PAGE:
September 01, 2005


 Iraq, Afghanistan representatives address animal health issues

Posted August 15, 2005

As part of the 28th World Veterinary Congress, representatives from Iraq and Afghanistan made presentations on the countries' leading animal health concerns during the Iraq/Afghanistan Assistance Strategic Working Group held in the International Pavilion at the Minneapolis Convention Center in July.

At the beginning of the session, AVMA President-Elect Roger K. Mahr commented on the AVMA's interest in working with the two countries side-by-side as one profession with one vision for animal and human health.

Following Dr. Mahr's comments, Dr. David Sherman, country program director for the Dutch Committee for Afghanistan, discussed the areas of primary concern in Afghanistan, including regulatory veterinary medicine, and veterinary education, clinical services, and professional development.

In Afghanistan, the government veterinary service is currently unable to effectively address its regulatory and public health functions, including transboundary disease control, zoonotic disease control, disease surveillance, food safety, and quality control of vaccines and medicines.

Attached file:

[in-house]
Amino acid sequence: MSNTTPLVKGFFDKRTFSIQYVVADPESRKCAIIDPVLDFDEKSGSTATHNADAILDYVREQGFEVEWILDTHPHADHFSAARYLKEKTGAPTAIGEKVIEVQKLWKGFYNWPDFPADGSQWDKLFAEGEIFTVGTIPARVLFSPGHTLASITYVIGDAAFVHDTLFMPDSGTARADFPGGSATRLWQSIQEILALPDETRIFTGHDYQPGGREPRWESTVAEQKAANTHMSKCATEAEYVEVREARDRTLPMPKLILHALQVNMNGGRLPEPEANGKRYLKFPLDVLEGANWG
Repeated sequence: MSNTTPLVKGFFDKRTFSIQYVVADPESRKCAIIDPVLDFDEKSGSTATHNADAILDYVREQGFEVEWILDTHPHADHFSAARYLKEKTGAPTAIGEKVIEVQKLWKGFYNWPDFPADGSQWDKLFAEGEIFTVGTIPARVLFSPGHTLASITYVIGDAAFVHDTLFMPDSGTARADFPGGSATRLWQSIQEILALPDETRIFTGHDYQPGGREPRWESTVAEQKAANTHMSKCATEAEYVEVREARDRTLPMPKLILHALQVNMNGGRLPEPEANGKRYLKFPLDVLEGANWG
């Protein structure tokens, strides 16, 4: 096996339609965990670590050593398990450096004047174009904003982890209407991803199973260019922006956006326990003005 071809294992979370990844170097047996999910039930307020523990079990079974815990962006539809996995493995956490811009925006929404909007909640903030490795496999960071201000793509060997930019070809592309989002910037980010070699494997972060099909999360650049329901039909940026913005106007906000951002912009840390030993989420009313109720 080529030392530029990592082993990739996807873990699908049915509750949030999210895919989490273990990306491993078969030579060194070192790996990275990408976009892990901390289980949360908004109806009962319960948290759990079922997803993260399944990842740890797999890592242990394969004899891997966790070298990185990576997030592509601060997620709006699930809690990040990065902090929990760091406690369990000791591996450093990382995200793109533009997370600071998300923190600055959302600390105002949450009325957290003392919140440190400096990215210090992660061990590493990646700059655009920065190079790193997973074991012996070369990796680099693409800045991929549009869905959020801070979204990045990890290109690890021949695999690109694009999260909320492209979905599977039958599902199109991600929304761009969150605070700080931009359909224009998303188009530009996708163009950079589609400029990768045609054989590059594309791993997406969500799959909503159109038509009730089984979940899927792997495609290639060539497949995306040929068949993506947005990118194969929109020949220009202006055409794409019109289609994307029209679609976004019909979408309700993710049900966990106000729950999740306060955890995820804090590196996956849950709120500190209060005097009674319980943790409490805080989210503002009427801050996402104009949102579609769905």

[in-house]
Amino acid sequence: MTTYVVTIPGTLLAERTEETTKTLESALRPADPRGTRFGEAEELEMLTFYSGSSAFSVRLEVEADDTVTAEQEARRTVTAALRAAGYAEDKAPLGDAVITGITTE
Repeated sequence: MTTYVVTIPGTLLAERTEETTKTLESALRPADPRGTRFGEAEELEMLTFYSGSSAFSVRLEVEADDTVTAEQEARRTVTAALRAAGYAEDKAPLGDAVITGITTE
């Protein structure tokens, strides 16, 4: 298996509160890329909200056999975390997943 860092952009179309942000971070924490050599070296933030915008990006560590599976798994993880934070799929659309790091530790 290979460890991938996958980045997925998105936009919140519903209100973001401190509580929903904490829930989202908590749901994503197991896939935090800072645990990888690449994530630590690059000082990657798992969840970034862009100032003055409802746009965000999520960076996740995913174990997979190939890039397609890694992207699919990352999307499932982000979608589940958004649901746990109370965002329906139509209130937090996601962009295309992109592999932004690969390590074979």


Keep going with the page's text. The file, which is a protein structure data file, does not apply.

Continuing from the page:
"Basically we need a government veterinary service, which currently doesn't exist in almost any shape or form," Dr. Sherman said. He also explained that many laboratories have been destroyed or lack necessary equipment and trained personnel.

Animal health has also been an issue, considering the two and a half decades of war that have critically degraded the veterinary infrastructure and professional resources of Afghanistan. Dr. Sherman reported that in 2004, outbreaks of foot-and-mouth disease, "peste des petits" ruminants, and rabies were reported from various provinces.

In Iraq, diseases have also impacted animal production. Representatives from the country reported that leading diseases of concern include FMD, brucellosis and tuberculosis in cattle, and equine influenza. The Iraq representatives identified other key problems facing animal health protection such as electricity shortages that affect storage of vaccines, diagnostic kits, and laboratory samples. Also, the country does not implement rules to control animal slaughter inside slaughterhouses, and there is no animal feed inspection laboratory available to detect feed contamination.

During the WVC session, representatives from both countries and their colleagues looked toward the future and offered recommendations on ways to improve the veterinary structures in their countries. The session served as a follow-up to a meeting held in September 2004 in Kuwait City. At that meeting, more than 50 veterinary leaders gathered to discuss ways U.S. veterinary organizations could help rebuild Iraq and Afghanistan's veterinary structures.